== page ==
I often tease the Dutch (though I always do it with love and a sense of humor). Still, every joke has an underlying truth, and I find that a lot of wildly inventive and whimsical products come from The Netherlands. When I see a product, if I can’t imagine how the designer ever envisioned such an object, I usually bet it originated in that most unique country bordering the North Sea.
Watertable. Designed by Sophie Mensen.
The Table That Turns Into a Sink
Last October, as part of a senior thesis, an unusual table/sink was exhibited during Dutch Design Week. The item in question, called Watertable, is the brainchild of Sophie Mensen. At first glance, Watertable simply looks like a regular, rectangular table oddly equipped with a spout. But it’s more than meets the eye: “When standing in front of the faucet a basin is created regardless of the amount of water used. The resilient sheet allows this basin to grow steadily larger by its ever-changing volume creating a physical volume which can be observed as it grows and diminishes. A small hole directly under the faucet drains the water slowly away, allowing the sink to return to a flat surface awaiting to be filled again.”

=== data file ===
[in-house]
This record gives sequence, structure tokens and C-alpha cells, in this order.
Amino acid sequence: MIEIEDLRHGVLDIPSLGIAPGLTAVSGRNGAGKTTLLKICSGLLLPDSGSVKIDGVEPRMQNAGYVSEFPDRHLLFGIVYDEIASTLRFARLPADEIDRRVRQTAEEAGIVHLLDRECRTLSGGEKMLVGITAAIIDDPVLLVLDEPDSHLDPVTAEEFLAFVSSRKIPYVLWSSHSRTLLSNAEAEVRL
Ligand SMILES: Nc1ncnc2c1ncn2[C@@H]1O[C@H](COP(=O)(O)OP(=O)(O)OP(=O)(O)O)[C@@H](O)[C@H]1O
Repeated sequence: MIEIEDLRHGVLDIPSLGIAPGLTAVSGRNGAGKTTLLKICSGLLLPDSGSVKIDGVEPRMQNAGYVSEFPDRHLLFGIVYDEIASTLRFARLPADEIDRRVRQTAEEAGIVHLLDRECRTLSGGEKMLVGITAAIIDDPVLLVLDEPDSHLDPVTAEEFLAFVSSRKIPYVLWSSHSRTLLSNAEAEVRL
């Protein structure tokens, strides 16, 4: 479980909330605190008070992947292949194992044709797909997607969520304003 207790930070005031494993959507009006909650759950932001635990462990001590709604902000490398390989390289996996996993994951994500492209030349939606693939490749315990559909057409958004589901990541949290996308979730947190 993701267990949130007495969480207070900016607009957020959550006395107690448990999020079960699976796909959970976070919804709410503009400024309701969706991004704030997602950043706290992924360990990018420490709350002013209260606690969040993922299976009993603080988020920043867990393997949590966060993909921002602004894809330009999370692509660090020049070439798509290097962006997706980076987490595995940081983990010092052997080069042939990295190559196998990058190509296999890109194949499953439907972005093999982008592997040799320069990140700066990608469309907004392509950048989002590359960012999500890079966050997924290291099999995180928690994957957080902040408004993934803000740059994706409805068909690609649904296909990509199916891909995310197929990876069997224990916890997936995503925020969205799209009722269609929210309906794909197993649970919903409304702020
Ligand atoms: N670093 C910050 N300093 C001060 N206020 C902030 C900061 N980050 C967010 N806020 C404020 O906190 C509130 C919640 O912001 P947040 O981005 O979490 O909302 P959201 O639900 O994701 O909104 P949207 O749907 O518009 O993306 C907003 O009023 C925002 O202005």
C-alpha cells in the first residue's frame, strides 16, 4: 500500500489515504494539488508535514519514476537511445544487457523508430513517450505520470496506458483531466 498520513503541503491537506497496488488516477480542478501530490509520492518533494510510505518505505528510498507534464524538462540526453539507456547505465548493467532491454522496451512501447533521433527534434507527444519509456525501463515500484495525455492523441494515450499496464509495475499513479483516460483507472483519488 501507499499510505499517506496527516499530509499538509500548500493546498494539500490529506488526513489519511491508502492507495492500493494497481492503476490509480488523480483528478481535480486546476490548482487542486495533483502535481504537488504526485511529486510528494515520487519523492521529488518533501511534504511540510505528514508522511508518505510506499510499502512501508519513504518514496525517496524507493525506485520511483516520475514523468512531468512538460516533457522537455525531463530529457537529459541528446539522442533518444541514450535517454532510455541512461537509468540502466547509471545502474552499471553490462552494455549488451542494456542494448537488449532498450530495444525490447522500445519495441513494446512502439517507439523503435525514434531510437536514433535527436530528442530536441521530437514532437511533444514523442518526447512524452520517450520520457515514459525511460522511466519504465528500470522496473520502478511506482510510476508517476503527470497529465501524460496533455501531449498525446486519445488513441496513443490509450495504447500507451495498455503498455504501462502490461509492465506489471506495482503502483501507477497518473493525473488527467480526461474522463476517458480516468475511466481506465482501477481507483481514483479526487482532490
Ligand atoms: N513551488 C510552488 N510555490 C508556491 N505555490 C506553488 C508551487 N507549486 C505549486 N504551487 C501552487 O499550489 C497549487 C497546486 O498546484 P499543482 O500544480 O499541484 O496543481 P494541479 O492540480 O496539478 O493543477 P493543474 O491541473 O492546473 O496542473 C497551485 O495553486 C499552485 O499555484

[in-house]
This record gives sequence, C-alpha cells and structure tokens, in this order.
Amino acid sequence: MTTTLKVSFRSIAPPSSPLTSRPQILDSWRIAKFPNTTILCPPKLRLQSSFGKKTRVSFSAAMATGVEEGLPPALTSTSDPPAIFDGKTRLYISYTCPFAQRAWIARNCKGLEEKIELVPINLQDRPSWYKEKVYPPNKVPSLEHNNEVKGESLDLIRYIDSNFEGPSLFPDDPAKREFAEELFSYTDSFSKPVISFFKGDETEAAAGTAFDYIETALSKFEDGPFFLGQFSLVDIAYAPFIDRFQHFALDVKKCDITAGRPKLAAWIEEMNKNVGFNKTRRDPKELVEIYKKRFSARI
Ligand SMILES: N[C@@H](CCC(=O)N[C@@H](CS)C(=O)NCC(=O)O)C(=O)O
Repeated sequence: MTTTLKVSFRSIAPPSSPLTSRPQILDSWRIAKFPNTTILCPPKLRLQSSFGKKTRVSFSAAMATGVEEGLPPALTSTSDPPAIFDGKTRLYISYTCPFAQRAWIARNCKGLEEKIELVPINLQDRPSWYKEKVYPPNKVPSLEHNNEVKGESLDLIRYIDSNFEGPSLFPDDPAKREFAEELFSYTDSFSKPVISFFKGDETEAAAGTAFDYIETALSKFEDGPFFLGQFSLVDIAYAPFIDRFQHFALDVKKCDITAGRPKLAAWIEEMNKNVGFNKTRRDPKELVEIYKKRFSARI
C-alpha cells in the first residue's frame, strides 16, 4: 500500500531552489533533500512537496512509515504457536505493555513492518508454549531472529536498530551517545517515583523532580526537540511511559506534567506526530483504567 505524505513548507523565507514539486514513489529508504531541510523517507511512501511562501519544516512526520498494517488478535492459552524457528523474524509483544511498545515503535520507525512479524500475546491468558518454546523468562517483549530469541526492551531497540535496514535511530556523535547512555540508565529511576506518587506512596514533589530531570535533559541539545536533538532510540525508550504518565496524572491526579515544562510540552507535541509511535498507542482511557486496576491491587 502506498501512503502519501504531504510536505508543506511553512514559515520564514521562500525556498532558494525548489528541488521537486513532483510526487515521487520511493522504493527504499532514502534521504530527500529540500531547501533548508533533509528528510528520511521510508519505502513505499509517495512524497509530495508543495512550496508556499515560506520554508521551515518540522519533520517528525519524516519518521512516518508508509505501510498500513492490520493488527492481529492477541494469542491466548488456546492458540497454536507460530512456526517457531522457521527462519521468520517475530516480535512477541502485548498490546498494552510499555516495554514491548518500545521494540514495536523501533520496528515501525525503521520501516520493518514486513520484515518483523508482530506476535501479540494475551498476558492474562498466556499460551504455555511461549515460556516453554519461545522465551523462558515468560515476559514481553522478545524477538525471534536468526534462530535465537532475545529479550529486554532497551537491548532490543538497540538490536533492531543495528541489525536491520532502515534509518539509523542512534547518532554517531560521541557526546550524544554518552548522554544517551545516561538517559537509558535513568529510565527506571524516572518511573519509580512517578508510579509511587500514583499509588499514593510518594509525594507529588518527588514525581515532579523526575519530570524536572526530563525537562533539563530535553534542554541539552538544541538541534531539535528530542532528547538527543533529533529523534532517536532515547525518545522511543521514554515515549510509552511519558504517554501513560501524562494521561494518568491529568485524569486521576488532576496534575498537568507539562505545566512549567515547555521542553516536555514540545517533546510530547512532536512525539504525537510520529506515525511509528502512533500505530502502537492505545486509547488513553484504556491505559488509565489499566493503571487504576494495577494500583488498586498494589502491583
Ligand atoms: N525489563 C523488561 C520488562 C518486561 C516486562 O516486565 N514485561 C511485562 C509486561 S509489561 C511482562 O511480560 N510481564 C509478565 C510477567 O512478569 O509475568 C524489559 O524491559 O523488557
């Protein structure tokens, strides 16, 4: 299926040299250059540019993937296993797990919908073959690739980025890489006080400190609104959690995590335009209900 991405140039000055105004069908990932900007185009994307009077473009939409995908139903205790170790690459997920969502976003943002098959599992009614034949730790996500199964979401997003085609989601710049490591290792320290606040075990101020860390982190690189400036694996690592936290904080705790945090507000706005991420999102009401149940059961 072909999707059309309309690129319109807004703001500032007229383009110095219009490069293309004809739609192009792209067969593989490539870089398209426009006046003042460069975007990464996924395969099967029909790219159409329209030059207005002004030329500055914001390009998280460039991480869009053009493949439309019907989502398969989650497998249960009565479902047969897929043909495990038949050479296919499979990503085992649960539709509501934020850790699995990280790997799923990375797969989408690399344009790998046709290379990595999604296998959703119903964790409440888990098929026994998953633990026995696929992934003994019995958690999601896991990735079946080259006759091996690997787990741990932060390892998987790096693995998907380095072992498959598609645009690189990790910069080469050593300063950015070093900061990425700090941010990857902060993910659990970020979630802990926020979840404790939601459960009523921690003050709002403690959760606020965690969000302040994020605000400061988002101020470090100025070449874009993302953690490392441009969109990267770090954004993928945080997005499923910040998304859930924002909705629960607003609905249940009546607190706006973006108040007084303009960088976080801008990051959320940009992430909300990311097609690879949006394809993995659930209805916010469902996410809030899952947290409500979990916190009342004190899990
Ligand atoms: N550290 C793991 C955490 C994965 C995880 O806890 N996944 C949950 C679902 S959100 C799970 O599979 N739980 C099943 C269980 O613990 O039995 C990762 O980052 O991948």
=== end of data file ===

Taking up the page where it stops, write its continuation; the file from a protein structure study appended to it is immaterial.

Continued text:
Measuring 210 x 60 x 90 cm (approximately 82 x 24 x 35 inches), Watertable is a nicely sized vanity designed for “washing oneself in an exclusive semi-public area.” The concept behind Mensen’s creation is smart: Watertable comments on the nature of water, specifically its formlessness—“a finite thing having an infinite range of appearance or expressions because of its inseparable relationship to other things.” The notion of Watertable is magical, since the water creates a basin seemingly out of a solid surface, making us question the nature of reality. Watertable is modern-day alchemy.